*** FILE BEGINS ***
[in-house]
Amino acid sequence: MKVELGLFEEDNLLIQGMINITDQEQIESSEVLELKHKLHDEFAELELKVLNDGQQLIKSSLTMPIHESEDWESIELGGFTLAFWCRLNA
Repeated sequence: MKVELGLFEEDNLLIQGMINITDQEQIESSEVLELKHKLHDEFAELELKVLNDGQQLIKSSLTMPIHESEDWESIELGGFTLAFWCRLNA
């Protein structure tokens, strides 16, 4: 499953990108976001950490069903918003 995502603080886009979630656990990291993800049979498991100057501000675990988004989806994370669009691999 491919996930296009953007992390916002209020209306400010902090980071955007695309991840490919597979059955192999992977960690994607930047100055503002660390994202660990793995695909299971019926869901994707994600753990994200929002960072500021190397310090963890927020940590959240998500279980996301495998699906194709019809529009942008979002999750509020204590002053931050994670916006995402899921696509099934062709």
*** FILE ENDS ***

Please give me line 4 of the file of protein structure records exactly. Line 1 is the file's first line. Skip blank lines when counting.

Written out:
């Protein structure tokens, strides 16, 4: 499953990108976001950490069903918003 995502603080886009979630656990990291993800049979498991100057501000675990988004989806994370669009691999 491919996930296009953007992390916002209020209306400010902090980071955007695309991840490919597979059955192999992977960690994607930047100055503002660390994202660990793995695909299971019926869901994707994600753990994200929002960072500021190397310090963890927020940590959240998500279980996301495998699906194709019809529009942008979002999750509020204590002053931050994670916006995402899921696509099934062709």